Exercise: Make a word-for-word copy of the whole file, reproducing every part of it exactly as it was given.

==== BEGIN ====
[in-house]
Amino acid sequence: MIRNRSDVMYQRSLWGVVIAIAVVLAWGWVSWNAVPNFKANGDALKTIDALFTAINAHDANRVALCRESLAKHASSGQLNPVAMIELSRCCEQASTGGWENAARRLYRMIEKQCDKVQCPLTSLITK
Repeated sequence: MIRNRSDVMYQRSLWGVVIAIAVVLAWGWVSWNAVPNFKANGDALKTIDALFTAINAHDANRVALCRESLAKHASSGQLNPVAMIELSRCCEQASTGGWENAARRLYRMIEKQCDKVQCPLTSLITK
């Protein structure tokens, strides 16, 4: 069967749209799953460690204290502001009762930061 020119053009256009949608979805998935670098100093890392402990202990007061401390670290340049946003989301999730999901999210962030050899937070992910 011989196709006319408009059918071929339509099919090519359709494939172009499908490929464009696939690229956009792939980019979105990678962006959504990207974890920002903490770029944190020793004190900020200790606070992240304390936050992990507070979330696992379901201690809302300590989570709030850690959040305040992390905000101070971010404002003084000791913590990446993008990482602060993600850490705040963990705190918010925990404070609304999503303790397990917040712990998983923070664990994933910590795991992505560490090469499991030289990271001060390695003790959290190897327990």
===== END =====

[in-house]
Amino acid sequence: MIRNRSDVMYQRSLWGVVIAIAVVLAWGWVSWNAVPNFKANGDALKTIDALFTAINAHDANRVALCRESLAKHASSGQLNPVAMIELSRCCEQASTGGWENAARRLYRMIEKQCDKVQCPLTSLITK
Repeated sequence: MIRNRSDVMYQRSLWGVVIAIAVVLAWGWVSWNAVPNFKANGDALKTIDALFTAINAHDANRVALCRESLAKHASSGQLNPVAMIELSRCCEQASTGGWENAARRLYRMIEKQCDKVQCPLTSLITK
């Protein structure tokens, strides 16, 4: 069967749209799953460690204290502001009762930061 020119053009256009949608979805998935670098100093890392402990202990007061401390670290340049946003989301999730999901999210962030050899937070992910 011989196709006319408009059918071929339509099919090519359709494939172009499908490929464009696939690229956009792939980019979105990678962006959504990207974890920002903490770029944190020793004190900020200790606070992240304390936050992990507070979330696992379901201690809302300590989570709030850690959040305040992390905000101070971010404002003084000791913590990446993008990482602060993600850490705040963990705190918010925990404070609304999503303790397990917040712990998983923070664990994933910590795991992505560490090469499991030289990271001060390695003790959290190897327990």